More than 300 years ago, the “Great Elector” Friedrich Wilhelm of Brandenburg’s colonial ambitions took him to the coast of today’s Ghana, mostly in order to speed up economic growth in his country, which had been devastated by the 30 Years’ War (1618–1648). He had experience with the trade policy of the Netherlands and was aware of the “Africa Policy” of his uncle Jacob, Duke of Kurland, who held a colony at the mouth of river Gambia.

In September, 1680, two Brandenburg ships set sail southward to the Gulf of Guinea and arrived in Africa on December 27, 1682. Led by Major Otto von der Groeben, they had a mandate for the construction of a fortress and von der Groeben was given permission from some African Chiefs to construct a coastal fort near the African village of Poqueso on the Manfro Mountain (Photo). Here, on January 1, 1683, the Brandenburgers hoisted their national flag on their new property. Otto von der Groeben reported: “The following day, on the January 1st, 1683, accompanied by the sound of drums, Captain Voss carried the flag of the great Brandenburg Electorate from the ship; it was received by all armed soldiers and hoisted on a high flag pole while five powerful shots were fired which in turn were reciprocated from each ship by five shots and which I again answered with three. And because His Electorship’s name is considered ‘great’ by the whole world, I named the mountain Großfriedrichsburg.”

The entire colonial possession in the territory of present day Ghana stretched some 50 km from the fortress in both directions along the coast and close to the coast towards Takoradi, were some additional smaller forts which are all in ruins today.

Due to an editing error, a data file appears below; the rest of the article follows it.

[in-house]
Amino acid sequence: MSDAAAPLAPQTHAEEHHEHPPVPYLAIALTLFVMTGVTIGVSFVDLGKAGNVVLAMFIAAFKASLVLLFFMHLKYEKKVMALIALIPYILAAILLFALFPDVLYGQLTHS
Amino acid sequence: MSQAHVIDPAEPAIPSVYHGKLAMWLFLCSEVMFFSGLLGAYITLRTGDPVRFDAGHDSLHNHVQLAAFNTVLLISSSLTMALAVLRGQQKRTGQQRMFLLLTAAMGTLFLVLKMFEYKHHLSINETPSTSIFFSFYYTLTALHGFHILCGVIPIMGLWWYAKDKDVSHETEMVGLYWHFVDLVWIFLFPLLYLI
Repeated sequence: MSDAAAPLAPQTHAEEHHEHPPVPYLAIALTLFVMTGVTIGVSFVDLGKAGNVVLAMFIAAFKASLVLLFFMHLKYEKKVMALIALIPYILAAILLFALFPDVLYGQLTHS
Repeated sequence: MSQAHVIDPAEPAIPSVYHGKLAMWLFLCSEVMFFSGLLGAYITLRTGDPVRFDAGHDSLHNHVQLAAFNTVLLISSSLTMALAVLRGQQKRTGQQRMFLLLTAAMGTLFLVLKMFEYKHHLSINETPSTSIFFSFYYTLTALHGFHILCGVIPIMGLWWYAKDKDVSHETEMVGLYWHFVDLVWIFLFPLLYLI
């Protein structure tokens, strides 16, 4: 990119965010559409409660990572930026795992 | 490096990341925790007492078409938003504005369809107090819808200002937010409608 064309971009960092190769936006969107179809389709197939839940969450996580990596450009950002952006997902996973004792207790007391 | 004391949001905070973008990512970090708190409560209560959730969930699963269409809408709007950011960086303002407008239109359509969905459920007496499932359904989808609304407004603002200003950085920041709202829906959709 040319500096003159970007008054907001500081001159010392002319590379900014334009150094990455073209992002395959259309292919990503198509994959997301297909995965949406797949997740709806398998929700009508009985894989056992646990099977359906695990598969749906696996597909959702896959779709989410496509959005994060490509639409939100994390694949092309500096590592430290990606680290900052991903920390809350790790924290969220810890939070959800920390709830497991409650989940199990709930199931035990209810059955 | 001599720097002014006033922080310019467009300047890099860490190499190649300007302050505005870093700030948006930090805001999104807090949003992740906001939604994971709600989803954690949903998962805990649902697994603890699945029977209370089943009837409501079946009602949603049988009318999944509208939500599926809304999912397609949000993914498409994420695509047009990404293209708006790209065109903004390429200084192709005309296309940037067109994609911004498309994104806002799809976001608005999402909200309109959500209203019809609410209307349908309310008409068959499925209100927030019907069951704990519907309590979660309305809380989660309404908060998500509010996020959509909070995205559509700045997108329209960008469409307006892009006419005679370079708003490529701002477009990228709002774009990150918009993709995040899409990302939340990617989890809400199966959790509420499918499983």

Although previously, the Elector had chartered ships from shipping companies, he now started to commission ships that were the property of the Electorate in order to make more explorations on Africa’s coast and therefore the size of the domestic fleet had to be increased. It was soon deemed unprofitable, however. The German miners who had been recruited to search of gold died because of disease and illness, and it was difficult finding gold. After the Great Elector’s death, his successor had no interest in keeping colonial possessions in Africa, and in 1717, Friedrich Wilhelm I (the Soldier King) sold the colony to the Dutch-West Indian Company. However, when the Netherlands’ forces tried to take possession of their newly acquired property, they met unexpected resistance from a local African leader.

Sometimes called the “Black Prussian,” his name was Jon Konny (in Dutch, Jan Conny). Konny was in the service of the Brandenburg-African Companie and was one of the three or four major traders who commanded private armies in the large area. His own army was said to include up to 20,000 men, which included warriors of the Ashanti and Wassaw, and they had controlled the region around the German fortress from 1706, using rifles and guns reportedly plundered from a Prussian ship.

Despite conflicts between them, Konny remained active as agent, broker and intermediary for Brandenburg and the local population as well as the local British and Dutch agents. Konny, as a national wholesaler, promoted a significant part of the regional trade, including the slave trade, with Europeans on the coast and is one of the elements that made the slave trade rich and powerful. When the last Prussian commander left Großfriedrichsburg, Conny refused to allow the Dutch to take possession. In 1724, after seven years of control of the fort, he finally gave up and withdrew.

The sales contract of Großfriedrichsburg contained the proviso that “twelve negro boys” were to be provided to Brandenburg, “six of whom were to be adorned with golden chains.” Some of these first African residents in Berlin and Brandenburg served in the Prussian army; and some were used as Court moors. It would be another 160 years before Germany again occupied territory in Africa.